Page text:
4.  The most important part of your body to train is your mind.

At around mile 35, I heard a runner say to another runner “I left John behind.  He was in a dark place and I couldn’t get him going.”  Every now and then I would wonder when I would hit my “low” because I naturally expected it to happen at some point during a 50-mile run.  I used to hit walls during marathons at around mile 22.  I just thought that maybe it would be later for an ultra.  However, it never hit.  I never experienced a low point during the race.  Okay, at mile 46 I sure as heck wanted to be done with the race, but I was able to speed up and keep my focus on the finish line.  In order to train your mind, you have to experience some of the crap that comes along with training.  During one 24-mile training run, I struggled during the last 4 miles.  My struggle was so intense that I had to repeat a phrase over and over: “One foot in front of the other.”  I felt like I could barely put one foot in front of the other.  If you don’t have tough training runs, then you won’t know how to be prepared for whatever challenges you face during the race.  If you are prepared, then you have less anxiety.  You also have to run long and run far.  They say back-to-backs are good to do since you run on tired legs the next day.  Sure, that gets you physically prepared, but you HAVE to run for a long time without any breaks in order to get the true experience of what it will mentally feel like on race day.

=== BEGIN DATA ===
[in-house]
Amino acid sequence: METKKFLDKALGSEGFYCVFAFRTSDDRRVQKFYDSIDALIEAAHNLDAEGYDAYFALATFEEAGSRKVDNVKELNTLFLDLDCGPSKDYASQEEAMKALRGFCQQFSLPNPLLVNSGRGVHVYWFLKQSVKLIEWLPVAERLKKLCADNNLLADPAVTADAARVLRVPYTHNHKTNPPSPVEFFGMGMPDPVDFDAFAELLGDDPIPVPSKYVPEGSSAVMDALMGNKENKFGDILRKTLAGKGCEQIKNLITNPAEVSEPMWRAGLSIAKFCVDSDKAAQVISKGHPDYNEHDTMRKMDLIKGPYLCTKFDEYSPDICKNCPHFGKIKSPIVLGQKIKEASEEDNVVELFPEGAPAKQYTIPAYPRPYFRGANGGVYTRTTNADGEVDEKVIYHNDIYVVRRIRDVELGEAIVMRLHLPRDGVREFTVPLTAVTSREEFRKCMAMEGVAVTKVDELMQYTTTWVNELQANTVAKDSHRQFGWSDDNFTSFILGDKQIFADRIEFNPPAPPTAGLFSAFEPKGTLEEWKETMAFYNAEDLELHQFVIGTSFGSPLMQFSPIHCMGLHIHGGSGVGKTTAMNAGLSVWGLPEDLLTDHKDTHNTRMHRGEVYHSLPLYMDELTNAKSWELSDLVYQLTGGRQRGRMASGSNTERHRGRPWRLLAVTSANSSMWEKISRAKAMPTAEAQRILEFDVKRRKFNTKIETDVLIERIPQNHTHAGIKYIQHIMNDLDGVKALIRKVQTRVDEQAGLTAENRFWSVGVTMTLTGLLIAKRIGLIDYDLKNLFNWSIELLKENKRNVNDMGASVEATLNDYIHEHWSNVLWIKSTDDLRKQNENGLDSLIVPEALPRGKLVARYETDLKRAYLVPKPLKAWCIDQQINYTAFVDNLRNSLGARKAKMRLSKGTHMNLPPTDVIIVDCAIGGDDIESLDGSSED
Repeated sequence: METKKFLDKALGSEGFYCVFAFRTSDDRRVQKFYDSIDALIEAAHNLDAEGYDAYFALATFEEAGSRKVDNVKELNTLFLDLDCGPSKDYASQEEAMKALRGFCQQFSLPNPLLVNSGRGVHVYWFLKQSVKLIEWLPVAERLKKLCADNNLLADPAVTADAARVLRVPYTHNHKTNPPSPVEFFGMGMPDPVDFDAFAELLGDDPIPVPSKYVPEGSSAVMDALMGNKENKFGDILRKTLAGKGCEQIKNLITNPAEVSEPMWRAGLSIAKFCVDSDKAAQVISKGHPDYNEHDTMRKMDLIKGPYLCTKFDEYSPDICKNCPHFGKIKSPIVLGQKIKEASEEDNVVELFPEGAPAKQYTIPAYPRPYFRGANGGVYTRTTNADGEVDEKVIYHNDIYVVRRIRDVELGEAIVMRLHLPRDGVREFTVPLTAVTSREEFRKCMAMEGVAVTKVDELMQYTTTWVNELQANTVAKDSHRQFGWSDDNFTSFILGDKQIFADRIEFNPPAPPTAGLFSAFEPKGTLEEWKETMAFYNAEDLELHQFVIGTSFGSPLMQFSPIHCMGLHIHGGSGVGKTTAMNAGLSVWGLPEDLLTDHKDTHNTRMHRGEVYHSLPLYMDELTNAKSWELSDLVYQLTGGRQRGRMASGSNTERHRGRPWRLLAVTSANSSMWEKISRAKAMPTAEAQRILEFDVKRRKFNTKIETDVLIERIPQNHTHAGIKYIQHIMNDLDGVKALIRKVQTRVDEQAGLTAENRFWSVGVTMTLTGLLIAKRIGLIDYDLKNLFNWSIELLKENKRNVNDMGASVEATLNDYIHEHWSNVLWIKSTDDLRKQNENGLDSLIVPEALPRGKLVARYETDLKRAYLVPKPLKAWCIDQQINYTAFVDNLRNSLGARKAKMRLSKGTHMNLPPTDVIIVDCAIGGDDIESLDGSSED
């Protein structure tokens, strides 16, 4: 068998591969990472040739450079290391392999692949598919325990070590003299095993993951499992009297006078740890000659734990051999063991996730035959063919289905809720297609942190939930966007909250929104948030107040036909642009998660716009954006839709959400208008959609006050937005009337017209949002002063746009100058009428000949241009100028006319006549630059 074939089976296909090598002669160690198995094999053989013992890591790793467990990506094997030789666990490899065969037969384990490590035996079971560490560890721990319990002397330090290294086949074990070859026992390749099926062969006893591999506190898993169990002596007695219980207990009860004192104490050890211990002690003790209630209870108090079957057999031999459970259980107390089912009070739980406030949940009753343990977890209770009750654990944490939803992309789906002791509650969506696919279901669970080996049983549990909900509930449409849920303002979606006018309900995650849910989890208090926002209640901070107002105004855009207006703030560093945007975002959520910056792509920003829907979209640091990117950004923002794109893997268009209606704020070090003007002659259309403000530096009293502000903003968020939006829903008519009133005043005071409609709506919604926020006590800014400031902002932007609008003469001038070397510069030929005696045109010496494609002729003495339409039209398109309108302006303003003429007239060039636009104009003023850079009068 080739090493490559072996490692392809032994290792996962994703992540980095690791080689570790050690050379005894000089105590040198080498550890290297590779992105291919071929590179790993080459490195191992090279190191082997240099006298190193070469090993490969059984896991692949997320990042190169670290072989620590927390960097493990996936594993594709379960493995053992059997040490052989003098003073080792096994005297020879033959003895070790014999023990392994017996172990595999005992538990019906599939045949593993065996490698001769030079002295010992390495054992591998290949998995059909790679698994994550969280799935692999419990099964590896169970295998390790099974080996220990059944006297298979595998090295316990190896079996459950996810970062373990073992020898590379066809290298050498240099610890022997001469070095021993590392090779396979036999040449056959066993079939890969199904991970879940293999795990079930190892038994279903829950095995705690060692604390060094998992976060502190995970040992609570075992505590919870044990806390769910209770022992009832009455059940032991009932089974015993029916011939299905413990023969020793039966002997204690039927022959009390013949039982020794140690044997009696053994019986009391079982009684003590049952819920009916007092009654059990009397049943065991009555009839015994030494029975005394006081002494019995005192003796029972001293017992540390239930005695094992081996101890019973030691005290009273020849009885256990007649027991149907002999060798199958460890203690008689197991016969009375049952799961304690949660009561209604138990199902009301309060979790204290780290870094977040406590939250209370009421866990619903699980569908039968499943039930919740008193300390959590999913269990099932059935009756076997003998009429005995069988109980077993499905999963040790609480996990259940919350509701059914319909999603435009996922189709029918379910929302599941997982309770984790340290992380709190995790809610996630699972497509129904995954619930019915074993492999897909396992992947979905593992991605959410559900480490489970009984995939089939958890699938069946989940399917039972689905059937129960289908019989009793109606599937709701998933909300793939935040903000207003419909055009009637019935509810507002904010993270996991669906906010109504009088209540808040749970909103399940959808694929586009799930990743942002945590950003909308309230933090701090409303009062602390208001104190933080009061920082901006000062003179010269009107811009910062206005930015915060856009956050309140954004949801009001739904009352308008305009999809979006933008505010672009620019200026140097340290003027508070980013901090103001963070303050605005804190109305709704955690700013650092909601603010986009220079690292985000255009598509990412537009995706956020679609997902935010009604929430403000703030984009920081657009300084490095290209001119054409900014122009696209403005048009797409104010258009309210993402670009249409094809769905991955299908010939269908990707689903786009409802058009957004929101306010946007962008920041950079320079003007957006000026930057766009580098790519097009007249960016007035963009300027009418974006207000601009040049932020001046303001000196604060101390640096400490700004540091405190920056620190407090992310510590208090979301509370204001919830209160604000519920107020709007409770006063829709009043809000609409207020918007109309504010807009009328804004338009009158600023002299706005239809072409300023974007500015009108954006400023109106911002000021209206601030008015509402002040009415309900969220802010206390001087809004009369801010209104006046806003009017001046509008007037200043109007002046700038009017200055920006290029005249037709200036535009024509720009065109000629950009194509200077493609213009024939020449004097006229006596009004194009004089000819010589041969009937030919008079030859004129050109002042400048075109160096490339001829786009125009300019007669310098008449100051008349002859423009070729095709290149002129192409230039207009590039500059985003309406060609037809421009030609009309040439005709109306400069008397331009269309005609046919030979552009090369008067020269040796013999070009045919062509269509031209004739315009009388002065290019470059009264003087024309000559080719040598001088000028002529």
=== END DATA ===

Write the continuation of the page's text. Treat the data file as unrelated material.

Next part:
5.  Train on the terrain you will run on race day.

The first 15 miles of the JFK are up and over a mountain on the Appalachian Trail.  I spent all of last winter running trails in Colorado.  Even though it has been awhile since I have been on a “real” trail, I still had that knowledge of trail running.  I also took advantage of whatever trails I could find in my local area (even though they were a far cry from mountain trails).  I also did hill workouts in preparation for the climbing.  Not only that, but 26 miles were on a long and boring (but very beautiful) section of the C&O canal.  If I could count how many times I experienced long and boring running around Chesapeake… Oh, and let’s not forget, if the race doesn’t allow music, then you probably should train without music.  Honestly, I wasn’t very bored at all during the race and I actually felt like those 9 hours and 55 minutes just flew by!

6.  Don’t do anything new on race day.

This kind of goes along with #2.  I actually wore different clothes than I had been training in for the past 6 months since the weather was a whole lot colder.  However, as mentioned before, last year I ran through a Colorado winter.  Also, I had prepared to eat a variety of foods, but I decided not to pass up Christmas cookies and red velvet cake.  And no, I never tried those during training.  However, I do know that I have an iron stomach.  I once spent my first trimester of pregnancy stationed on a ship in the middle of the Bering Sea during winter… and I never threw up.  If you have a sensitive stomach, then skip the red velvet cake because you don’t know how it will affect you.